Though not generally concerned with national or international politics, Busch had watched the rise of the Nazi Party with dismay and disgust. Not himself Jewish, he counted many Jews among his friends, valued democracy and hated dictatorship. He made no secret of his contempt for the Nazis, and after Adolf Hitler came to power in 1933, Busch was dismissed by the Nazi-dominated Saxon Landtag. Among those outraged by the affair was Strauss, whose new opera Arabella, dedicated to Busch, was to have been premiered at the Dresden opera under its dedicatee. Busch was replaced by Karl Böhm, a more congenial figure to the régime.
Although Busch was forced out of Dresden by the local Nazis, the historian Michael Kater writes that senior party figures in Berlin, notably Hermann Göring, had a high regard for Busch and hoped to secure him as general director of the Staatsoper. According to Kater, Wilhelm Furtwängler, chief conductor of the Berlin Philharmonic, did not want so eminent a rival as Busch in the city; as Furtwängler had the backing of Hitler, the post went instead to Clemens Krauss. The last offer from the Nazis was a return to Bayreuth to replace Toscanini, who refused to work under the régime. Busch too refused.
Buenos Aires, Copenhagen, Stockholm and GlyndebourneEdit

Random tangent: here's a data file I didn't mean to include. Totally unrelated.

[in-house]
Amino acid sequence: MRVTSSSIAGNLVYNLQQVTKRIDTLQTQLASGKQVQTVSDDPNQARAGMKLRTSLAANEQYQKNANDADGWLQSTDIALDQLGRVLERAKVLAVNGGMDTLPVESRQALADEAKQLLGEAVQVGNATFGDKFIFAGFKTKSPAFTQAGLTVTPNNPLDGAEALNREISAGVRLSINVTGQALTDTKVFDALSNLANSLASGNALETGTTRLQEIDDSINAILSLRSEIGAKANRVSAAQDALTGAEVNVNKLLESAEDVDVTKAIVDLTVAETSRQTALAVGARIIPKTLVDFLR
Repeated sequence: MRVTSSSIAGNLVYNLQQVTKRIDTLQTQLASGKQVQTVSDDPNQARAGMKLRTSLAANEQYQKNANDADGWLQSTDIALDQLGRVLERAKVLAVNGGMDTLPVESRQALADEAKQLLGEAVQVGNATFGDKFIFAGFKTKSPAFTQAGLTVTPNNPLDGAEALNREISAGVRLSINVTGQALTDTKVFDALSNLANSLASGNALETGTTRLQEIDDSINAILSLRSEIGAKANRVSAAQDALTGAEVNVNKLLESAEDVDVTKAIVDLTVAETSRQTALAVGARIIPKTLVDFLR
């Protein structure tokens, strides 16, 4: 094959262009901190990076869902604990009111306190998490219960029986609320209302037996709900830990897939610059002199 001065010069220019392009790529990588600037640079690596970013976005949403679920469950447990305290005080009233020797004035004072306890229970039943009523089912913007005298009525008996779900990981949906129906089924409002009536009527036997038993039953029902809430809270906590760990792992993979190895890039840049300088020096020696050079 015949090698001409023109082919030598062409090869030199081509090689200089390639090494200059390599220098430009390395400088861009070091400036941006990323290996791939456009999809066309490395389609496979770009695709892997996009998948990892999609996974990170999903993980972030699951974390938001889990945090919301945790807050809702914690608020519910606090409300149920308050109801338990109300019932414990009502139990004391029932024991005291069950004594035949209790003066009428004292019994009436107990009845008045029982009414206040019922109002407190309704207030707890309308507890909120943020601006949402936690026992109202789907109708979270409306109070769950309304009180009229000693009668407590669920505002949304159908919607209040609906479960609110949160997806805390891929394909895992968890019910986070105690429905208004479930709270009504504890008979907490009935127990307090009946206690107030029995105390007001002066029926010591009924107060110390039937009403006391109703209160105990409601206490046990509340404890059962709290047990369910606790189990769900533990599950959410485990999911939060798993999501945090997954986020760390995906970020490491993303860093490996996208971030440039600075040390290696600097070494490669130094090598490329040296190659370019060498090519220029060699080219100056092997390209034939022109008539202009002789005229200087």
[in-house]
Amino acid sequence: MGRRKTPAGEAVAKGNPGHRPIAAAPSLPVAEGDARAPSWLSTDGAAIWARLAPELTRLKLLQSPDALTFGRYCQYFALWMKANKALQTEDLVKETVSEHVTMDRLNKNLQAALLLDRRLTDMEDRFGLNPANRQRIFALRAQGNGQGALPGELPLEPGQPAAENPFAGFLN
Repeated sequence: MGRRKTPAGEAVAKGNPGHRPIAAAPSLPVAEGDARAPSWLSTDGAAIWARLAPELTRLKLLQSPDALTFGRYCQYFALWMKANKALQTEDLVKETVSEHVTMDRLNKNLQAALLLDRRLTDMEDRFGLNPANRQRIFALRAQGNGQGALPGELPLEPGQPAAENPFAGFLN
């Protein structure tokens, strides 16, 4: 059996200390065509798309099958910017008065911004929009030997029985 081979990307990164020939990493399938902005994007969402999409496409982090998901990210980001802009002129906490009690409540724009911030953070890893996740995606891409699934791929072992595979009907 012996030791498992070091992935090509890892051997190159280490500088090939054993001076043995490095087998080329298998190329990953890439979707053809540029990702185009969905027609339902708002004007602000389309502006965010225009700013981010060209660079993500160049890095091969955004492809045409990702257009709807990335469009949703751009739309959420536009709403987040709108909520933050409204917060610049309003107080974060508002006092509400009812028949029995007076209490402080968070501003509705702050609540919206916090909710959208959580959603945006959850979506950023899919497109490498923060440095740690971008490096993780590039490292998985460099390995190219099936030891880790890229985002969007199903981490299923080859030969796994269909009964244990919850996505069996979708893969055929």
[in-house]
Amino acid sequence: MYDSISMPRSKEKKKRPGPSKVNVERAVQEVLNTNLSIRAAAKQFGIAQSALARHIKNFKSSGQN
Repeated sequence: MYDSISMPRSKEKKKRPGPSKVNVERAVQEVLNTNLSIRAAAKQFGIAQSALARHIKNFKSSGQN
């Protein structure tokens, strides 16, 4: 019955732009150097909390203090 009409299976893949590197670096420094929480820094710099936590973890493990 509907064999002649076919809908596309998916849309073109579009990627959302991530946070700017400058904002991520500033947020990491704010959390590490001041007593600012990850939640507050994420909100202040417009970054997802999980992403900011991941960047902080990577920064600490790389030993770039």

From 1933 Busch's career was mostly outside Germany. In May of that year he accepted the musical directorship of the Teatro Colón in Buenos Aires for a season. Returning to Europe at the end of the year he began a long association with the Danish Radio Symphony Orchestra and the Stockholm Philharmonic.
In the early 1930s an English landowner, John Christie, and his wife, the singer Audrey Mildmay, conceived the idea of staging country house opera in a purpose-built opera house on the Christie estate at Glyndebourne in Sussex. In November 1933 Christie sounded Busch out about becoming his musical director; Busch was by then contractually committed in Buenos Aires, but a financial crisis in Argentina shortly afterwards enabled him to reconsider Christie's invitation. As at Salzburg, he arranged for Ebert to join him to direct productions.